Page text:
UPDATE: Only Wednesday, July 19, 2017, the Supreme Court denied the Justice Department’s request to clarify their June 26, 2017 order. This leaves standing the District Court of Hawaii’s injunction, which stops DoS and DHS from enforcing their narrow interpretation of the ban exempting grandparents and other family members from President Trump’s travel and refugee bans.
In late June, the Supreme Court of the United States (SCOTUS) granted the government’s petition to review the Fourth and Ninth Circuit decisions enjoining the President’s second travel ban.
For now, all nine justices agreed that the lower court injunctions were too broad, and they narrowed the injunctions to apply only to those who lack a bona fide relationship with an American individual or entity in the United States.
Hours after the decision allowing part of the government’s travel ban to go into effect, the Plaintiffs in the Ninth Circuit case filed an emergency motion for clarification in District Court looking for guidance about what a bona fide relationship entails, but the District Court denied the motion and instructed them to seek clarification from the Supreme Court.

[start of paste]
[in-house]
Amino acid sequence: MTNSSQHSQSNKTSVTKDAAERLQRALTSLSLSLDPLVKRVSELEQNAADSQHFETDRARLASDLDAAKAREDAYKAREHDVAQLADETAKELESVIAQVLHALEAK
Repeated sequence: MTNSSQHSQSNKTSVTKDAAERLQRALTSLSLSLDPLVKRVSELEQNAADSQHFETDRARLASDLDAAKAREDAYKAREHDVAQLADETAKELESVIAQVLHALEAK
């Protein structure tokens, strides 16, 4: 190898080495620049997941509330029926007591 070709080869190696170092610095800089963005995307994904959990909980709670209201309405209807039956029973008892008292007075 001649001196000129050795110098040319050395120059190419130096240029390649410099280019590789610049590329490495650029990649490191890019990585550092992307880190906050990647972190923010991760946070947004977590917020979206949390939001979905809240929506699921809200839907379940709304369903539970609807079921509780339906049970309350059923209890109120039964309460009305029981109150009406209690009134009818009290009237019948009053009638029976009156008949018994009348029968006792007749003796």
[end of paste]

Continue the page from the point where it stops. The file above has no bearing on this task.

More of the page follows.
Not to be deterred, the Plaintiffs then appealed the ruling to the Ninth Circuit on July 7, 2017. Although that court quickly shot down their appeal as well, it suggested the Plaintiffs consider filing for an injunction against the government’s implementation of the order—primarily their definition of bona fide relationship—in District Court. The definition set forth by the administration excluded grandparents, grandchildren, brothers-in-law, sisters-in-law, aunts, uncles, nieces, nephews, and cousins from the list of qualifying as close familial relationships—aka, bona fide relationships.